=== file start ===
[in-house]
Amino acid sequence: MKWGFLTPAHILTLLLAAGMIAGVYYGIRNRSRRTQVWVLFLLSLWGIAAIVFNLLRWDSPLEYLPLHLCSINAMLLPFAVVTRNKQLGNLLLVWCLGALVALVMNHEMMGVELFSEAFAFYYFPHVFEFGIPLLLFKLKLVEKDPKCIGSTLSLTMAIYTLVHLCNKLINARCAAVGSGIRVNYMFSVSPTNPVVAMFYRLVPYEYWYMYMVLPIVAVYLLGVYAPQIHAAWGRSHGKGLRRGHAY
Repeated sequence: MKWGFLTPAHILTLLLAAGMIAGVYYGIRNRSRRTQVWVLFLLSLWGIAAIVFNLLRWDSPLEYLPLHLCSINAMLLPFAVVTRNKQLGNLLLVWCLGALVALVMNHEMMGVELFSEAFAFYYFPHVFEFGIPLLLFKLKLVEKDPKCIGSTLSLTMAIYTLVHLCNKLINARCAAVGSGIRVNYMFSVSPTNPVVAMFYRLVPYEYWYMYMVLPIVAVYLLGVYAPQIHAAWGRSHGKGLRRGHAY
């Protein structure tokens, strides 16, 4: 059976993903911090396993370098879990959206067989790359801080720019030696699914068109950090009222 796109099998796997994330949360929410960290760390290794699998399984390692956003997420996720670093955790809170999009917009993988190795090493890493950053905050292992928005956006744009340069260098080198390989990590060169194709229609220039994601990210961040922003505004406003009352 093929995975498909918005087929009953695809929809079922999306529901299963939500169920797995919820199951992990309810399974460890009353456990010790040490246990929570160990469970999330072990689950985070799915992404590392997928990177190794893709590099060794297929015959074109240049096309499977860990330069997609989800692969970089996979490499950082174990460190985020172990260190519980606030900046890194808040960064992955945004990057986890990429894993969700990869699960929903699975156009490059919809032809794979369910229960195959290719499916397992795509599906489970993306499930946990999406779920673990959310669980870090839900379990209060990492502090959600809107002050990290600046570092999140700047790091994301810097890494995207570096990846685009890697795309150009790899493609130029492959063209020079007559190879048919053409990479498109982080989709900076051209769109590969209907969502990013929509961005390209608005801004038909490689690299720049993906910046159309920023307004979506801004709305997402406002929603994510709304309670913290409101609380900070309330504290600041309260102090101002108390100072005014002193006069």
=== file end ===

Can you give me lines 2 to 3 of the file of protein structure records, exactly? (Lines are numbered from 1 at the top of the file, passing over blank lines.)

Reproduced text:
Amino acid sequence: MKWGFLTPAHILTLLLAAGMIAGVYYGIRNRSRRTQVWVLFLLSLWGIAAIVFNLLRWDSPLEYLPLHLCSINAMLLPFAVVTRNKQLGNLLLVWCLGALVALVMNHEMMGVELFSEAFAFYYFPHVFEFGIPLLLFKLKLVEKDPKCIGSTLSLTMAIYTLVHLCNKLINARCAAVGSGIRVNYMFSVSPTNPVVAMFYRLVPYEYWYMYMVLPIVAVYLLGVYAPQIHAAWGRSHGKGLRRGHAY
Repeated sequence: MKWGFLTPAHILTLLLAAGMIAGVYYGIRNRSRRTQVWVLFLLSLWGIAAIVFNLLRWDSPLEYLPLHLCSINAMLLPFAVVTRNKQLGNLLLVWCLGALVALVMNHEMMGVELFSEAFAFYYFPHVFEFGIPLLLFKLKLVEKDPKCIGSTLSLTMAIYTLVHLCNKLINARCAAVGSGIRVNYMFSVSPTNPVVAMFYRLVPYEYWYMYMVLPIVAVYLLGVYAPQIHAAWGRSHGKGLRRGHAY